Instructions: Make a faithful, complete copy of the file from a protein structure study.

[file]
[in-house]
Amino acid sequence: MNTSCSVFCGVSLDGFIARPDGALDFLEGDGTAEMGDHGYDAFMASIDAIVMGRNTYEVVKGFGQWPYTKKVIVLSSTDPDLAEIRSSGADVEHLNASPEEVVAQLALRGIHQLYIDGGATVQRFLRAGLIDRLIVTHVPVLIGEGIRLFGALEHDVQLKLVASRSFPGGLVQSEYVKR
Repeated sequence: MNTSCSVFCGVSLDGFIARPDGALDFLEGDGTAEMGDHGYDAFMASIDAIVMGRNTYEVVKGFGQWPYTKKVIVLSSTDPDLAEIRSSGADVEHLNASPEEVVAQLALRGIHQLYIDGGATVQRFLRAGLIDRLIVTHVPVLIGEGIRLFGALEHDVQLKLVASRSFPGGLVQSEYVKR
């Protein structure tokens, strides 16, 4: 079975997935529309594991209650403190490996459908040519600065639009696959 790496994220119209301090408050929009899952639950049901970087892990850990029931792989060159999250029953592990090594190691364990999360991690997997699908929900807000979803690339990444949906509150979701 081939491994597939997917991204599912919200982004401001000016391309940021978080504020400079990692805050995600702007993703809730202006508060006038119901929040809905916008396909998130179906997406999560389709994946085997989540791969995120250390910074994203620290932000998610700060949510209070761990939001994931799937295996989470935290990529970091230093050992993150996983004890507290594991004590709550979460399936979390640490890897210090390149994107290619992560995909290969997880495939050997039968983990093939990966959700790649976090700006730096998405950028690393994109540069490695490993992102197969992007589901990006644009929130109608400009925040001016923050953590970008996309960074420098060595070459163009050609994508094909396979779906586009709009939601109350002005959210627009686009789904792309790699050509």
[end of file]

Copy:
[in-house]
Amino acid sequence: MNTSCSVFCGVSLDGFIARPDGALDFLEGDGTAEMGDHGYDAFMASIDAIVMGRNTYEVVKGFGQWPYTKKVIVLSSTDPDLAEIRSSGADVEHLNASPEEVVAQLALRGIHQLYIDGGATVQRFLRAGLIDRLIVTHVPVLIGEGIRLFGALEHDVQLKLVASRSFPGGLVQSEYVKR
Repeated sequence: MNTSCSVFCGVSLDGFIARPDGALDFLEGDGTAEMGDHGYDAFMASIDAIVMGRNTYEVVKGFGQWPYTKKVIVLSSTDPDLAEIRSSGADVEHLNASPEEVVAQLALRGIHQLYIDGGATVQRFLRAGLIDRLIVTHVPVLIGEGIRLFGALEHDVQLKLVASRSFPGGLVQSEYVKR
């Protein structure tokens, strides 16, 4: 079975997935529309594991209650403190490996459908040519600065639009696959 790496994220119209301090408050929009899952639950049901970087892990850990029931792989060159999250029953592990090594190691364990999360991690997997699908929900807000979803690339990444949906509150979701 081939491994597939997917991204599912919200982004401001000016391309940021978080504020400079990692805050995600702007993703809730202006508060006038119901929040809905916008396909998130179906997406999560389709994946085997989540791969995120250390910074994203620290932000998610700060949510209070761990939001994931799937295996989470935290990529970091230093050992993150996983004890507290594991004590709550979460399936979390640490890897210090390149994107290619992560995909290969997880495939050997039968983990093939990966959700790649976090700006730096998405950028690393994109540069490695490993992102197969992007589901990006644009929130109608400009925040001016923050953590970008996309960074420098060595070459163009050609994508094909396979779906586009709009939601109350002005959210627009686009789904792309790699050509």